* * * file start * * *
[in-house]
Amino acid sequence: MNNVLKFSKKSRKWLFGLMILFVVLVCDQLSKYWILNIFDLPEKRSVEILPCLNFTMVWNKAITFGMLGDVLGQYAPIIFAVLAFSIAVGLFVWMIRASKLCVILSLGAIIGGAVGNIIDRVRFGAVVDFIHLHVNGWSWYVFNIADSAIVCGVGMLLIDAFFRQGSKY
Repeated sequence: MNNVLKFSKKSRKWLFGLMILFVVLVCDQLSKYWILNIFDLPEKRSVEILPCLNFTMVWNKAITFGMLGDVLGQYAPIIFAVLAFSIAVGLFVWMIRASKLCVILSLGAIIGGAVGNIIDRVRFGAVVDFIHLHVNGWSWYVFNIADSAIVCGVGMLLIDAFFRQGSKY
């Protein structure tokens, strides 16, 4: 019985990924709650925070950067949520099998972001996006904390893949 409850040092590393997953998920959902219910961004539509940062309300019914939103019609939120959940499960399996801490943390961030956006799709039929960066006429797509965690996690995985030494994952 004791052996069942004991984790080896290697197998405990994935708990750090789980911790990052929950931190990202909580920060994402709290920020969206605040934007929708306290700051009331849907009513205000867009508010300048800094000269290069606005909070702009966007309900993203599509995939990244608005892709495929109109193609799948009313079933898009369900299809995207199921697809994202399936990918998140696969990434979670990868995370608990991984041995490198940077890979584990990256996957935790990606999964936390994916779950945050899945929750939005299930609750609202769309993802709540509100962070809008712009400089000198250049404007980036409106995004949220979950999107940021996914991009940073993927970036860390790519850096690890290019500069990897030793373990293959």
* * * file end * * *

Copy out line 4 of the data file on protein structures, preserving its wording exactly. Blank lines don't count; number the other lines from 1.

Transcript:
């Protein structure tokens, strides 16, 4: 019985990924709650925070950067949520099998972001996006904390893949 409850040092590393997953998920959902219910961004539509940062309300019914939103019609939120959940499960399996801490943390961030956006799709039929960066006429797509965690996690995985030494994952 004791052996069942004991984790080896290697197998405990994935708990750090789980911790990052929950931190990202909580920060994402709290920020969206605040934007929708306290700051009331849907009513205000867009508010300048800094000269290069606005909070702009966007309900993203599509995939990244608005892709495929109109193609799948009313079933898009369900299809995207199921697809994202399936990918998140696969990434979670990868995370608990991984041995490198940077890979584990990256996957935790990606999964936390994916779950945050899945929750939005299930609750609202769309993802709540509100962070809008712009400089000198250049404007980036409106995004949220979950999107940021996914991009940073993927970036860390790519850096690890290019500069990897030793373990293959």